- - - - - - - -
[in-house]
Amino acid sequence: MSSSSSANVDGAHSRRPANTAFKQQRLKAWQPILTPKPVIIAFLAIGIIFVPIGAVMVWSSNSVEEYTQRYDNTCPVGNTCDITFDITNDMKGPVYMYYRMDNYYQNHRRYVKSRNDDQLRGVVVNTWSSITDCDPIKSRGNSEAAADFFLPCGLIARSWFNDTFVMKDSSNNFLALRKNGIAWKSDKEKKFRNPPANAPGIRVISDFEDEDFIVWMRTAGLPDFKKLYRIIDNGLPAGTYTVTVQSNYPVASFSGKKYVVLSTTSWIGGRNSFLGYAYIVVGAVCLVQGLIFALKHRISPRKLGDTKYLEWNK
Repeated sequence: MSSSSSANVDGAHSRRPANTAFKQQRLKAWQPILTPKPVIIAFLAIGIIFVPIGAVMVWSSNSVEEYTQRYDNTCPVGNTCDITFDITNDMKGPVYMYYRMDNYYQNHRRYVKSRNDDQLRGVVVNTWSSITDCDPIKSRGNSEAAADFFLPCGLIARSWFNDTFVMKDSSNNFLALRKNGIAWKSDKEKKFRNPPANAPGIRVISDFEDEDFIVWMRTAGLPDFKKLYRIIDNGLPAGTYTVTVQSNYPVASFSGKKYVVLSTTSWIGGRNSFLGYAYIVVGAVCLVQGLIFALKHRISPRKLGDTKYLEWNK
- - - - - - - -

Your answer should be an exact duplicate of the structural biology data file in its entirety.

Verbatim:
[in-house]
Amino acid sequence: MSSSSSANVDGAHSRRPANTAFKQQRLKAWQPILTPKPVIIAFLAIGIIFVPIGAVMVWSSNSVEEYTQRYDNTCPVGNTCDITFDITNDMKGPVYMYYRMDNYYQNHRRYVKSRNDDQLRGVVVNTWSSITDCDPIKSRGNSEAAADFFLPCGLIARSWFNDTFVMKDSSNNFLALRKNGIAWKSDKEKKFRNPPANAPGIRVISDFEDEDFIVWMRTAGLPDFKKLYRIIDNGLPAGTYTVTVQSNYPVASFSGKKYVVLSTTSWIGGRNSFLGYAYIVVGAVCLVQGLIFALKHRISPRKLGDTKYLEWNK
Repeated sequence: MSSSSSANVDGAHSRRPANTAFKQQRLKAWQPILTPKPVIIAFLAIGIIFVPIGAVMVWSSNSVEEYTQRYDNTCPVGNTCDITFDITNDMKGPVYMYYRMDNYYQNHRRYVKSRNDDQLRGVVVNTWSSITDCDPIKSRGNSEAAADFFLPCGLIARSWFNDTFVMKDSSNNFLALRKNGIAWKSDKEKKFRNPPANAPGIRVISDFEDEDFIVWMRTAGLPDFKKLYRIIDNGLPAGTYTVTVQSNYPVASFSGKKYVVLSTTSWIGGRNSFLGYAYIVVGAVCLVQGLIFALKHRISPRKLGDTKYLEWNK